Macquarie University (Australia)


The Covid-19 pandemic has created a generation of amateur epidemiologists, as people try to understand how a microscopic threat circulates through society. As they imagine the spread of this “invisible monster,” they project their fears of the virus onto groups in society that they imagine are spreading it, whose bodies or actions become the visible face of an invisible pathogen. Superstition and science share a common language and symbol system, and racism, classism, heterosexism, ageism, and other forms of bias against social others are couched in the language of care (“we need to contain those people to protect Grandma”). Government lockdown laws make assumptions about “typical” households that exclude other social configurations and forms of intimacy, and they have been energetically enforced by citizens via social media shaming and police tip lines, creating new forms of social surveillance, state-citizen alliances, and interventions into intimate lives. Contagion thus forces values, morals, and the ethics of conduct into the debate about how we should live together during a pandemic. This project will use a mix of digital ethnography, citizen science, interviews and participant observation in Australia, Ireland, and New Zealand to generate comparative data on pandemic imaginaries and state-society configurations in three countries. It seeks to understand how beliefs about infectious disease inform people’s health-protective behavior, how they inform imaginations of otherness, and how people envision the relationship between state and citizens in protecting society during the pandemic.

Principal Investigators

Lisa Wynn

Associate Professor, Department of Anthropology, Macquarie University

Lisa L. Wynn is associate professor in the Anthropology Department at Macquarie University in Sydney. She is the author of Pyramids and Nightclubs(University of Texas Press, 2007) and Love, Sex, and Desire in Modern Egypt: Navigating the Margins of Respectability (University of Texas Press, 2018). She has also coedited two books including, most recently, Abortion Pills, Test Tube Babies, and Sex Toys: Exploring Reproductive and Sexual Technologies in the Middle East and North Africa (Vanderbilt University Press, 2017). She received her PhD in anthropology from Princeton University. In Australia, her research on reproductive health technologies and on research ethics bureaucracies has been supported by the Australian Research Council and the Office of Learning and Teaching, and her teaching has been recognized with a national teaching award. She is the president of the Australian Anthropological Society in 2020.

Thomas Strong

Lecturer, Maynooth University

Thomas Strong lectures in the Department of Anthropology at Maynooth University (Ireland). He received a BA in anthropology from Reed College in 1994; his BA thesis analyzed the sociocultural significance of blood supplies, focusing especially on HIV risk. As a staff researcher at the University of California in the 1990s, he conducted two years of fieldwork with gay youth on San Francisco streets. An abiding interest in the sociocultural symbolism of blood and body drew him to the ethnography of Melanesia. Fieldwork between 2000 and 2003 in highland Papua New Guinea yielded a dissertation about the disappointed promises of modernity and a PhD in anthropology at Princeton University in 2004. After two years at the University of Helsinki, he joined Maynooth in 2008, where initially he worked with a consortium of scholars in East Africa to build capacity for social research on health in the developing world. From 2013, he returned to a focus on highland Papua New Guinea, conducting major fieldwork on contemporary witchcraft violence. His current project is funded by the Irish Research Council’s COALESCE initiative, and is entitled “Culture and Sexual Risk: An Ethnographic Analysis of Gay Male Sexual Worlds Today.”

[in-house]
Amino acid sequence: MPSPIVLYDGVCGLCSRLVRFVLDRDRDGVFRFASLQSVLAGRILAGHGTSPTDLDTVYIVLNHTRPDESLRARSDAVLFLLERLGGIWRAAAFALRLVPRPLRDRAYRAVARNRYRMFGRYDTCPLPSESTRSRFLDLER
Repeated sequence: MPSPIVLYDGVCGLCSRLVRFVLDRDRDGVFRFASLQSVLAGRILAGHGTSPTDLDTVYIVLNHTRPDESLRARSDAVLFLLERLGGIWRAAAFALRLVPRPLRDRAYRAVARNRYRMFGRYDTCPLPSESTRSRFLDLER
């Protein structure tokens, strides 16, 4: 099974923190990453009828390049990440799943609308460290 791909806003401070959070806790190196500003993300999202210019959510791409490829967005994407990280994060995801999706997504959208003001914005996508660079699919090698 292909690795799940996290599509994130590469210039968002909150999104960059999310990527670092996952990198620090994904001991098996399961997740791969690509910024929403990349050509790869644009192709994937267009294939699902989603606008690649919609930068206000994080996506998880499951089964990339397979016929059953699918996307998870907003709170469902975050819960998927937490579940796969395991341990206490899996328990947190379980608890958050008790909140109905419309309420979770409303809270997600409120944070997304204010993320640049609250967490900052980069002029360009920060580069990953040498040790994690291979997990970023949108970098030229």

Susanna Trnka

Associate Professor, University of Auckland

Susanna Trnka is an associate professor in social and medical anthropology at the University of Auckland. Her work examines embodiment through a variety of lenses, including pain, political violence, children’s respiratory health, movement, and (most recently) youth mental well-being. She spent over a decade examining states of emergency, political violence, pain, and trauma in Fiji, as encapsulated in her book, State of Suffering: Political Violence and Community Survival in Fiji (Cornell University Press, 2008). She then conducted a comparison of the politics of respiratory health in New Zealand and Central Europe. She has contributed to new theories of (personal, collective, state, and corporate) responsibility through her work on asthma in her monograph, One Blue Child: Asthma, Responsibility, and the Politics of Global Health (Stanford University Press, 2017), and, more broadly, her coedited volume, Competing Responsibilities: The Politics and Ethics of Contemporary Life (with Catherine Trundle, Duke University Press, 2017). She is currently the principal investigator on a multidisciplinary Royal Society of New Zealand Marsden project examining youth mental health and digital technology use in New Zealand. Her most recent book—Traversing: Embodied Lifeworlds in the Czech Republic (Cornell University Press, 2020)—is a phenomenological examination of movement.